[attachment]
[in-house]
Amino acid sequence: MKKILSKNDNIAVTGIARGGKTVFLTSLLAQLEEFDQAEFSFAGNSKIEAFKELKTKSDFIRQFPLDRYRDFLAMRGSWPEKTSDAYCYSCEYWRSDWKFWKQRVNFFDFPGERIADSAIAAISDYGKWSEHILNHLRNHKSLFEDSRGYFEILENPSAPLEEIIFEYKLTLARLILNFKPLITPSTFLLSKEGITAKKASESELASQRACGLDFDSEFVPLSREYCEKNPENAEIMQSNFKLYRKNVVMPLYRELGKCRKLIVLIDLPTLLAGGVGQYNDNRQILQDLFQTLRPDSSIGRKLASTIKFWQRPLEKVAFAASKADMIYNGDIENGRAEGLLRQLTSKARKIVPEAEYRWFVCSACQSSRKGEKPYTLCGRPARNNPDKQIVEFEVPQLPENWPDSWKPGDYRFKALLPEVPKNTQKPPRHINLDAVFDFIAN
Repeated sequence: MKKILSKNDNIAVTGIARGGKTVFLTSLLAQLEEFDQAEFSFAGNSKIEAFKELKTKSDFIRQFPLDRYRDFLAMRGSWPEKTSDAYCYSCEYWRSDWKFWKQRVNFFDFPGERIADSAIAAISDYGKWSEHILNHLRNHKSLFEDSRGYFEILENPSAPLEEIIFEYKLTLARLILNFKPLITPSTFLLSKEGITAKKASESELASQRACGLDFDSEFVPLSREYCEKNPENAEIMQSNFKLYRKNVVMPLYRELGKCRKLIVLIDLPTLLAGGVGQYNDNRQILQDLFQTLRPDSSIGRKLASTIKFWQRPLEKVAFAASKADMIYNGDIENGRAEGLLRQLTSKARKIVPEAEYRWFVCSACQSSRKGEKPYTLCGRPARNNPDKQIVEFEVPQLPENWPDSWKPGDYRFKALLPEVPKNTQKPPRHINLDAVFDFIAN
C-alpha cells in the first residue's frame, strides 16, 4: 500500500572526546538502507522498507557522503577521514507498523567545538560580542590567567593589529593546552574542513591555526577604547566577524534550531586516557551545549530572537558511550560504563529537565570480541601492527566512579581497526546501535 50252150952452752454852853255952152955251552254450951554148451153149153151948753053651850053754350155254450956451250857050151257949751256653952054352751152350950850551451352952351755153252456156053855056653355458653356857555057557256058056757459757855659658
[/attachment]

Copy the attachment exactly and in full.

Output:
[in-house]
Amino acid sequence: MKKILSKNDNIAVTGIARGGKTVFLTSLLAQLEEFDQAEFSFAGNSKIEAFKELKTKSDFIRQFPLDRYRDFLAMRGSWPEKTSDAYCYSCEYWRSDWKFWKQRVNFFDFPGERIADSAIAAISDYGKWSEHILNHLRNHKSLFEDSRGYFEILENPSAPLEEIIFEYKLTLARLILNFKPLITPSTFLLSKEGITAKKASESELASQRACGLDFDSEFVPLSREYCEKNPENAEIMQSNFKLYRKNVVMPLYRELGKCRKLIVLIDLPTLLAGGVGQYNDNRQILQDLFQTLRPDSSIGRKLASTIKFWQRPLEKVAFAASKADMIYNGDIENGRAEGLLRQLTSKARKIVPEAEYRWFVCSACQSSRKGEKPYTLCGRPARNNPDKQIVEFEVPQLPENWPDSWKPGDYRFKALLPEVPKNTQKPPRHINLDAVFDFIAN
Repeated sequence: MKKILSKNDNIAVTGIARGGKTVFLTSLLAQLEEFDQAEFSFAGNSKIEAFKELKTKSDFIRQFPLDRYRDFLAMRGSWPEKTSDAYCYSCEYWRSDWKFWKQRVNFFDFPGERIADSAIAAISDYGKWSEHILNHLRNHKSLFEDSRGYFEILENPSAPLEEIIFEYKLTLARLILNFKPLITPSTFLLSKEGITAKKASESELASQRACGLDFDSEFVPLSREYCEKNPENAEIMQSNFKLYRKNVVMPLYRELGKCRKLIVLIDLPTLLAGGVGQYNDNRQILQDLFQTLRPDSSIGRKLASTIKFWQRPLEKVAFAASKADMIYNGDIENGRAEGLLRQLTSKARKIVPEAEYRWFVCSACQSSRKGEKPYTLCGRPARNNPDKQIVEFEVPQLPENWPDSWKPGDYRFKALLPEVPKNTQKPPRHINLDAVFDFIAN
C-alpha cells in the first residue's frame, strides 16, 4: 500500500572526546538502507522498507557522503577521514507498523567545538560580542590567567593589529593546552574542513591555526577604547566577524534550531586516557551545549530572537558511550560504563529537565570480541601492527566512579581497526546501535 50252150952452752454852853255952152955251552254450951554148451153149153151948753053651850053754350155254450956451250857050151257949751256653952054352751152350950850551451352952351755153252456156053855056653355458653356857555057557256058056757459757855659658